What You Didn't Know About The Duran Duran Board Game

Do you have one of those cool Generation X aunts who you could always go to with anything? The kind of gal who swings wildly between scathing sarcasm and embarrassing earnestness, depending on the topic? Want to make her smile and regale you with stories about the wacky, often-confusing 1980s that she grew up in? Ask her if she ever played the Duran Duran board game! Bear in mind, though, that even the most hardcore Duranies never knew it existed, but exist it did, and we're here to arm you with the facts to impress your Aunt Jenny X, who probably has never heard of it, either.

"Duran Duran: Into the Arena" (via Board Game Geek) was a board game produced by Milton Bradley in 1985 in which players would roll dice, move to the center of the board through a ring, and amass cards until someone collected them all, hence winning the game. According to Bell of Lost Souls, there are two phases to the game. In the first, players move around the outer ring with the goal of collecting five of a possible 12 Duran Duran singles, such as "New Moon on Monday" and "Union of the Snake," and if the single matches one of the cards in your hand, you collect a music video card, for some reason. From there, it's into the inner circle after you've landed on a "Wild" space, presumably named after New-Wave-style rock anthem, "Wild Boys" (watch the dark, uber '80s video on YouTube).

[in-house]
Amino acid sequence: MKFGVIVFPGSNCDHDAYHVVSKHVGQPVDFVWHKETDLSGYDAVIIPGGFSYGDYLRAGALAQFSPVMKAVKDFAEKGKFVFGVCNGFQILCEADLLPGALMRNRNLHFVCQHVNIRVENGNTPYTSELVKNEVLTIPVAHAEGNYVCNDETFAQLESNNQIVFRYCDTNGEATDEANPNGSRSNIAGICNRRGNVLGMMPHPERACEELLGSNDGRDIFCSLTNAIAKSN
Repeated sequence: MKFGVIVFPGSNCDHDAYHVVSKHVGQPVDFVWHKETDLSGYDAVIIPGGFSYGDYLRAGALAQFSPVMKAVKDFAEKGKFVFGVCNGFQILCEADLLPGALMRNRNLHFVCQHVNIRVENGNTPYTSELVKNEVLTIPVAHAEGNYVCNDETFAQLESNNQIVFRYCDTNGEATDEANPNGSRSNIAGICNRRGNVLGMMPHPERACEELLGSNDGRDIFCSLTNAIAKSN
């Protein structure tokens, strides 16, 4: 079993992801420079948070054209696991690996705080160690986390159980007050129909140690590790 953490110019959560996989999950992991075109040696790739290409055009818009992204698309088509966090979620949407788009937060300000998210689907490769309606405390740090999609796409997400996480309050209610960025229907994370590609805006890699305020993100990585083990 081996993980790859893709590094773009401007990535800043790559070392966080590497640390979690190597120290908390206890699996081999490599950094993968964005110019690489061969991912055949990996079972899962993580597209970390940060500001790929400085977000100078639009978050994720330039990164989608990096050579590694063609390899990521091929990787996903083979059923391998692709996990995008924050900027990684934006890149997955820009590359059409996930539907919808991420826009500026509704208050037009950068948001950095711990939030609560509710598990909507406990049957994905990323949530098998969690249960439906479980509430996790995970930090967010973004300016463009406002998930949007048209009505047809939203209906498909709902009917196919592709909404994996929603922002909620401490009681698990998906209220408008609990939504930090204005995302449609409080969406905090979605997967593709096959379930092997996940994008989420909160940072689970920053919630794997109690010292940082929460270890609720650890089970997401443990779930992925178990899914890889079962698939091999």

An absurd notion

Once in the inner circle, the objective is to collect band members. We need to pause here to mention that each fella has a shockingly demeaning point system, with lead singer and supermodel-canoodler Simon Le Bon being 10 points, and the quieter, thinking person's heartthrob who needed a better agent, drummer Roger Taylor, at only two. The first person to collect all five band members wins.

In order to understand the raison d'etre for this game, you should know that it was released as a companion piece and promotional tool for the band's live album, "Arena," and the 1984 conceptual concert movie, "Arena (An Absurd Notion)." "Conceptual concert movie"? Yes. The '80s were fascinating for the art and music they produced, but trying to understand it all without the internet was exhausting. According to A Side, director Russell Mulcahy used footage from Duran Duran's "Sing Blue Silver Tour" and spun a narrative wherein the band's namesake, Durand-Durand, a character from the 1968 cult classic "Barbarella," crash-lands on Earth and proceeds to kidnap and torture the band and many of its adoring fans because he's jealous. Finally, a laser or something is deflected by a poster of the band's "Seven and the Ragged Tiger" album and the beat goes on. See? Exhausting. It is a pretty cool movie, though.

Unfortunately, it's extremely rare to find a copy of the board game, but if you love wholesome, convoluted fun, as of this printing, you can snag a copy for around $120 online.